Growth in the U.S. goods trade deficit with China between 2001 and 2013 eliminated or displaced 3.2 million U.S. jobs, according to China Trade, Outsourcing and Jobs, a new study from EPI Director of Trade and Manufacturing Policy Research Robert E. Scott and research assistant Will Kimball. Trade with China has caused job loss in all 50 states and the District of Columbia, including all but one congressional district. About two-thirds of jobs lost, or 2.4 million, were in manufacturing.

“Growing trade deficits with China have hurt American workers and decimated U.S. manufacturing,” said Scott. “If policymakers are serious about supporting manufacturing jobs, we must work to put an end to China’s unfair trade policies.”

Continue reading

Stand with Fast Food Workers – Dec 4

Stand with fast food, home care and airport workers fighting for $15/hr

seiuNo matter who you are or where you’re from, if you work hard, you should be able to make enough to live a good life and provide a better one for your kids. That’s the key to getting our economy and our families back on track – and it’s worth fighting for.

That’s why fast food, home care and airport workers are coming together to fight for $15 an hour and the right to stick together in a union.

Thousands of fast food workers in more than 150 cities across the country have voted to go on strike on December 4. Home care and airport workers will be on the picket lines alongside them in solidarity.

reposted from SEIU.org

Immigration information for workers

image (14)Thanks to the President’s  announcement that he will take administrative action on immigration, I have real hope. The president’s action will provide millions of working people and families with the opportunity to come out of the shadows and into the light of our economy and society without fear.

Those who can benefit from this administrative action should use iAmerica.org – a new resource offering informational tools and interactive opportunities to become full participants of our nation’s democracy.

Visit iAmerica and share it with a friend now ➞ iAmerica.org. (There’s no application process that exists yet, but once there is, this will be a trusted resource to receive accurate information).

Go to www.iAmerica.org

Linking Trade, Work, and Migration

Globalization and NAFTA Caused Migration from Mexico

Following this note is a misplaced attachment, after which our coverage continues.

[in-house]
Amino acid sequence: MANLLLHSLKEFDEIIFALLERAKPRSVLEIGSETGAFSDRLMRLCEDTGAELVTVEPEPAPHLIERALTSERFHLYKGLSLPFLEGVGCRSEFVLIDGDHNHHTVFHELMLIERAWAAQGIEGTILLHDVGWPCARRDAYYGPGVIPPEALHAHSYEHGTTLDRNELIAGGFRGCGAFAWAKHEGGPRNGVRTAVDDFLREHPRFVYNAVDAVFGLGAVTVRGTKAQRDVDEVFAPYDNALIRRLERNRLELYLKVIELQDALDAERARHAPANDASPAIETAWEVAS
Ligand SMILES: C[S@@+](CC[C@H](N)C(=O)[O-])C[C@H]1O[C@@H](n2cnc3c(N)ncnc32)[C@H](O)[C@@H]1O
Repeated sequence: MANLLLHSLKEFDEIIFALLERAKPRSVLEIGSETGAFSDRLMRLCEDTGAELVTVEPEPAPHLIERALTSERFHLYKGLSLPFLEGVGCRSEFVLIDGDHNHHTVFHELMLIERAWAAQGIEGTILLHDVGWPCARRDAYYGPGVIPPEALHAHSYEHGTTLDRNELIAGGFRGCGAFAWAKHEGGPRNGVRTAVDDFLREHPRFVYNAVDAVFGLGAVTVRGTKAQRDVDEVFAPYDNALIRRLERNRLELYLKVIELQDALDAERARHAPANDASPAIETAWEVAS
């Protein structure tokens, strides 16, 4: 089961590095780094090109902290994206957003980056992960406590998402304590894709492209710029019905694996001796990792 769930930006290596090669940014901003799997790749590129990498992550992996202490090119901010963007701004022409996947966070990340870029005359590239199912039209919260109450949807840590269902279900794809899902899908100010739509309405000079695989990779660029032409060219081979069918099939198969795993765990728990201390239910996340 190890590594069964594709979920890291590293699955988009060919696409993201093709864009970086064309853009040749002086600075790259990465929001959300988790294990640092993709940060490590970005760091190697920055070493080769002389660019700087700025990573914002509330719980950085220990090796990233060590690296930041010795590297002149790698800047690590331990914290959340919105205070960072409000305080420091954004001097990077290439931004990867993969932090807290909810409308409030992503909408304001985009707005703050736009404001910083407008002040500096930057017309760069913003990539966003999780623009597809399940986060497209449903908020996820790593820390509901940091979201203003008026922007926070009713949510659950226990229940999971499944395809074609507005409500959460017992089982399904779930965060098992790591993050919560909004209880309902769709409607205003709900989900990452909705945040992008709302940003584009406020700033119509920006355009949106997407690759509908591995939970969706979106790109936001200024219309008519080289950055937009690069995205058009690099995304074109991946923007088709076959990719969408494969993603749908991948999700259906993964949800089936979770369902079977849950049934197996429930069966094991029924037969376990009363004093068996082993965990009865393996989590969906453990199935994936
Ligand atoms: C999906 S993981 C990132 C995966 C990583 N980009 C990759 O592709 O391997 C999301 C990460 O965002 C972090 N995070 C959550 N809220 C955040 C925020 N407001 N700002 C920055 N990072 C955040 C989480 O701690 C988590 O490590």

By David Bacon, Political Research Associates

Immigrant Oaxacan Farm Worker and Weaver, and her Family

Rufino Domínguez, the former coordinator of the Binational Front of Indigenous Organizations, who now heads the Oaxacan Institute for Attention to Migrants, estimates that there are about 500,000 indigenous people from Oaxaca living in the U.S., 300,000 in California alone.1 [1]

In Oaxaca, some towns have become depopulated, or are now made up of only communities of the very old and very young, where most working-age people have left to work in the north. Economic crises provoked by the North American Free Trade Agreement (NAFTA) and other economic reforms are now uprooting and displacing these Mexicans in the country’s most remote areas, where people still speak languages (such as Mixteco, Zapoteco and Triqui) that were old [2] when Columbus arrived from Spain.2 [3] “There are no jobs, and NAFTA forced the price of corn so low that it’s not economically possible to plant a crop anymore,” Dominguez says. “We come to the U.S. to work because we can’t get a price for our product at home. There’s no alternative.” Continue reading

We Need the Representative Democracy of Unions

By Leo Casey on October 9, 2014 8:45 AM

LeoCaseyLeo Casey of the Albert Shanker Institute replies to Deborah Meier again today.

Deb: To practice genuine democracy in our schools, our unions, and our communities, we need a different understanding of what it means to be political.

When I taught at Bard High School Early College in New York City, one of my favorite questions on my mid-year exam was: What did Aristotle mean when he wrote that “man is a political animal?”

For most Americans, the term “political animal” would invoke the worst of American political culture: the paranoid ranting of talk radio, the political television shows modeled after wrestling entertainment, the election campaigns dominated by negative attack ads, and the gridlock of a Congress where narrow partisan advantage is everything. No wonder so many Americans run in the opposite direction when they hear “political.” Continue reading